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Room To Think

Posted by Ed Reif» on - - 1 comments»

He wasn't just any grinder. Many, including his best friend and business partner,Doyle Brunson, consider Chip the greatest cash-game player who ever lived.

He graduated from Dartmouth, stopped in Vegas on his way to Stanford Business School and never looked back. (He won a tournament for $60K and continued to grow his bankroll to over $100K.)

Game Over--The People's Poker Pro vs. Larry Flynt-One Of The Richest Side Games in the Country.

When I played NLH in L.A's Hustler Casino during the Moneymaker era, right next to me in "The Sunday Big Game" -there were cash specialists Chip Reese , Barry Greestein,Phil Ivey, cutting chips like they were nothing against Larry Flynt, sitting in his $80,000 gold-plated wheelchair. They were not playing together, but were not playing against other either. They were there to win Flynt's money.The game was a $2000-$4000 Seven-Card Stud with a $500 ante. An average pot was around $40k.

It was so cool. Reese set the standard for professional gambling. Chip's demeanor at the table was even keeled. He never steamed or went on tilt. He took his bad beats and the monster wins the same way. I knew I had to "Level Up" to my credible mentor. I started to think of the game more as excelling than winning or losing.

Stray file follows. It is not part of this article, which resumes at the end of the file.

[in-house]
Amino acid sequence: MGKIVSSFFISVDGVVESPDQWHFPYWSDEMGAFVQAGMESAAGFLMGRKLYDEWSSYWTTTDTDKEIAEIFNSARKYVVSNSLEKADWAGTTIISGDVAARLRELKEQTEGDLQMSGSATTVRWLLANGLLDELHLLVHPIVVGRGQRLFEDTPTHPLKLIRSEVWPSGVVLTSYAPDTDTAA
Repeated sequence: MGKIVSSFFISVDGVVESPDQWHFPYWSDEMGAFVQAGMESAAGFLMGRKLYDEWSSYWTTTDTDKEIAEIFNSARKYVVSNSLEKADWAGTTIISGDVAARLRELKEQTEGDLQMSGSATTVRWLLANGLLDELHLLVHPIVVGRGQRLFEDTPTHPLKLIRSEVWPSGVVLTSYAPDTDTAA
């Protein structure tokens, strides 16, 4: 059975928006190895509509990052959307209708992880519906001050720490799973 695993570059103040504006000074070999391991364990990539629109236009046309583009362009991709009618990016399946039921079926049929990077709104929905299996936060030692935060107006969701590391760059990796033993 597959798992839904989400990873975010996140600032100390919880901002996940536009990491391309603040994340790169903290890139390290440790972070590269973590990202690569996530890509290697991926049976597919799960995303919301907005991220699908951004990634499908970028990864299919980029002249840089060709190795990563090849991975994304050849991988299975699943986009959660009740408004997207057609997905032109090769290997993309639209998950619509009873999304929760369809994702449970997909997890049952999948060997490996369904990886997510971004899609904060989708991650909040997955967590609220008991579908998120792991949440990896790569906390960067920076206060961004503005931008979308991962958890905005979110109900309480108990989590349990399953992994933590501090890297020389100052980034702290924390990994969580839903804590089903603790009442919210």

Part Midwesterner "Main Street USA" and part Ivy League New Yorker Wall Street, Reese's road less traveled was admired and emulated by all of us. He was cool, not in the Sammy Farha -James Bond-Humphfrey Bogart way but in the Daniel Negreanu-Jimmy Stewart-John Wayne way. He proved that being friendly and nice---is good for the game of poker.

The Bear, Chip's close friend, has a wonderful tribute to him on his audio blog.

Chip once said,“It's not winning that makes a winner, but losing. The excitement is not from the winning, it's avoiding the disaster, because you're flirting with it every day." I couldn't agree more about that fine line we walk between success and ruin.


The three time WSOP bracelet winner, including the first ever $50,000 H.O.R.S.E. event in 2006 is gone at 56. He was one of the the best all-around---- tournaments, Stud, ring games, heads-up, and mixed games poker player alive.

The top dog in cash games for over 30 years, of all the players who played in the big cash games---it's not like there are that many-- Chip was his own man. He never signed with a web site or wore a hockey shirt.

He was a well-known generous man, and he helped many people out---In the order of paying people back he was often down the list, but he knew that, and gave anyway.






One Response so far.

  1. An interesting guy - Chip! Thanks for visiting my blog and leaving a comment on my sonnet for his "next game." The poem made me think about the Monte Python idea that Heaven, for most people, would be a vacation style afterlife in a Las Vegas style casino. However, Chip would need to find a high stakes game there in order to fit in!

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